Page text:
There is urgent need for new treatment strategies for diabetes type 2.
Some new approaches include:
- Long acting (eg, once weekly) agonists of the glucagon-like-peptide-1 receptor - they improve prandial insulin secretion, reduce excess glucagon production, and promote satiety
- inhibitors of dipeptidyl peptidase 4 (DPP-4), which enhance the effect of endogenous incretin hormones
- inhibitors of the sodium—glucose cotransporter 2, which increase renal glucose elimination
- inhibitors of 11β-hydroxysteroid dehydrogenase 1, which reduce the glucocorticoid effects in liver and fat
- Insulin-releasing glucokinase activators and pancreatic-G-protein-coupled fatty-acid-receptor agonists, glucagon-receptor antagonists, and metabolic inhibitors of hepatic glucose output are also being assessed
Figure 1. Action of DPP-4 inhibitors. Note that DPP-4 normally inactivates GLP-1. DPP-4 inhibitors block DPP-4 which in turn leaves GLP-1 active. Click to enlarge the figure. Created with Gliffy. The diagram Action of DPP-4 inhibitors is now on Wikipedia.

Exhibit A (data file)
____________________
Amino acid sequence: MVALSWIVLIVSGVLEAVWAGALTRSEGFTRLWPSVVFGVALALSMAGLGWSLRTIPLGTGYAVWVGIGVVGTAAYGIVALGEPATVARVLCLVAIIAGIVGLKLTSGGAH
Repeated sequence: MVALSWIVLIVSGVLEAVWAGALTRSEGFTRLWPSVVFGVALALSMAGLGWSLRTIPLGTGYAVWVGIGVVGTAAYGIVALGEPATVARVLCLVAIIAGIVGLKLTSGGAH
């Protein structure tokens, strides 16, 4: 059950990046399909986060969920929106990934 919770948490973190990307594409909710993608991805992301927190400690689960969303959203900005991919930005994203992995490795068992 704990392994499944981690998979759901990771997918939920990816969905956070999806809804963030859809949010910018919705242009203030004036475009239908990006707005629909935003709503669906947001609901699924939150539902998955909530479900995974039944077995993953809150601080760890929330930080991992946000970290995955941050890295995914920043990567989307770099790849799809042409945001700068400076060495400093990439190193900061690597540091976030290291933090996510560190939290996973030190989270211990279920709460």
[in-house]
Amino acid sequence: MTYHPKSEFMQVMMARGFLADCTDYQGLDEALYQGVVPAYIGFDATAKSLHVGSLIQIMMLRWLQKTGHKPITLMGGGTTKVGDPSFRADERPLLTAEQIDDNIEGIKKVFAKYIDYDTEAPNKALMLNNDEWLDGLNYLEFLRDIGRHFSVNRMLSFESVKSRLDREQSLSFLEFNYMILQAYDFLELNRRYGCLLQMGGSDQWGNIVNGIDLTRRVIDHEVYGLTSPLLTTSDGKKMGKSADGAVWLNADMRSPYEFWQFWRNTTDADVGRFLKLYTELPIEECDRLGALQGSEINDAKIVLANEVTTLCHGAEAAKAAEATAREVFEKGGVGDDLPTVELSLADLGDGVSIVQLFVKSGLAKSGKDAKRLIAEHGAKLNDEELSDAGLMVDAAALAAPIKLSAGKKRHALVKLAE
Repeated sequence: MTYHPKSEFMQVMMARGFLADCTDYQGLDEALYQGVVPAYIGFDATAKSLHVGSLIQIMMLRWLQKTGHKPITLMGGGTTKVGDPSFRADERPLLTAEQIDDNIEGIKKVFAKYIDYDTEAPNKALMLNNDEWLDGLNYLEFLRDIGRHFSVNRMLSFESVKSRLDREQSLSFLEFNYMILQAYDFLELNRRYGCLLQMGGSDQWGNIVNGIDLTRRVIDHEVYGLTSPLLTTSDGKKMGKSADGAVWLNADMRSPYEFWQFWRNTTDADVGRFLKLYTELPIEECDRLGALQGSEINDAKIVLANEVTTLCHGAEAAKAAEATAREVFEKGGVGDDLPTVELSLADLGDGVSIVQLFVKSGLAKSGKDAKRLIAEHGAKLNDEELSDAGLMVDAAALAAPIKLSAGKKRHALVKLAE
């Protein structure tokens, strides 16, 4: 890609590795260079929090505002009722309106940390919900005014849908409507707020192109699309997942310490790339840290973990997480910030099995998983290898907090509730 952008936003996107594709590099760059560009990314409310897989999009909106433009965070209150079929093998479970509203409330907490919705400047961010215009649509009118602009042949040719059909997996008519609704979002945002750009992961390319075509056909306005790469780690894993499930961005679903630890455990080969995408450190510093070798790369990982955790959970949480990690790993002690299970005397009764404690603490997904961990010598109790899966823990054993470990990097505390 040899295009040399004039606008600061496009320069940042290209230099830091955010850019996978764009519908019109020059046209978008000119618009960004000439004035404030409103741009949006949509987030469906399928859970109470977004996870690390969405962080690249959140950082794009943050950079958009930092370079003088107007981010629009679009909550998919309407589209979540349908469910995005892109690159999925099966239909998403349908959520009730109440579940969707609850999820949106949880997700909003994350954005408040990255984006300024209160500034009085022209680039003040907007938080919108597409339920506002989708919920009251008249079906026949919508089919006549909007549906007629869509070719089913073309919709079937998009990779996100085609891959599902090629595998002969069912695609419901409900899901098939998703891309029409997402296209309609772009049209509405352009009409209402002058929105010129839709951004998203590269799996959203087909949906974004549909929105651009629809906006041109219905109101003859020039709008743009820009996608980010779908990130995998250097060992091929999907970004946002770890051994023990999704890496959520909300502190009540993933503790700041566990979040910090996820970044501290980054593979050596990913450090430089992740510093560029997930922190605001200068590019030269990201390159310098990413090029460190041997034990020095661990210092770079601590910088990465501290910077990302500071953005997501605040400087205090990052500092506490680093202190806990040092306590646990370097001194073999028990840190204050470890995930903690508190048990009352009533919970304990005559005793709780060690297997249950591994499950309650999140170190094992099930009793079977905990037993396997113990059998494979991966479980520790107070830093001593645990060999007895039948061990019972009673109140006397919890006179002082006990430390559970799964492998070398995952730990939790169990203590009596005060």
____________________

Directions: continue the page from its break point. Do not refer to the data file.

Management of type 2 diabetes: new and future developments in treatment. The Lancet, Volume 378, Issue 9786, Pages 182 - 197, 9 July 2011.
Comments from Google+:
Emily Lu - Question is - how many of these treatments will actually be available to minority groups that have the higher prevalence of diabetes?
Ves Dimov - Excellent question. Check this one too: "By 2030, the number of individuals with diabetes worldwide is expected to rise to half a billion (470 million) - almost 80% of whom will be in low-income and middle-income countries. In these regions, diabetes drugs and insulin are often inaccessible or are too expensive." Early diet intervention may be the answer in type 2 diabetes.
Emily Lu - "Early diet intervention may be the answer in type 2 diabetes." -- True enough, but much much easier said than done! Patient education in general seems to me to be critical as well.
Ves Dimov - Diet is difficult to implement from patient's perspective. Activity did not bring the expected benefits in the latest trial - reported in the July 2011 issue of the Lancet.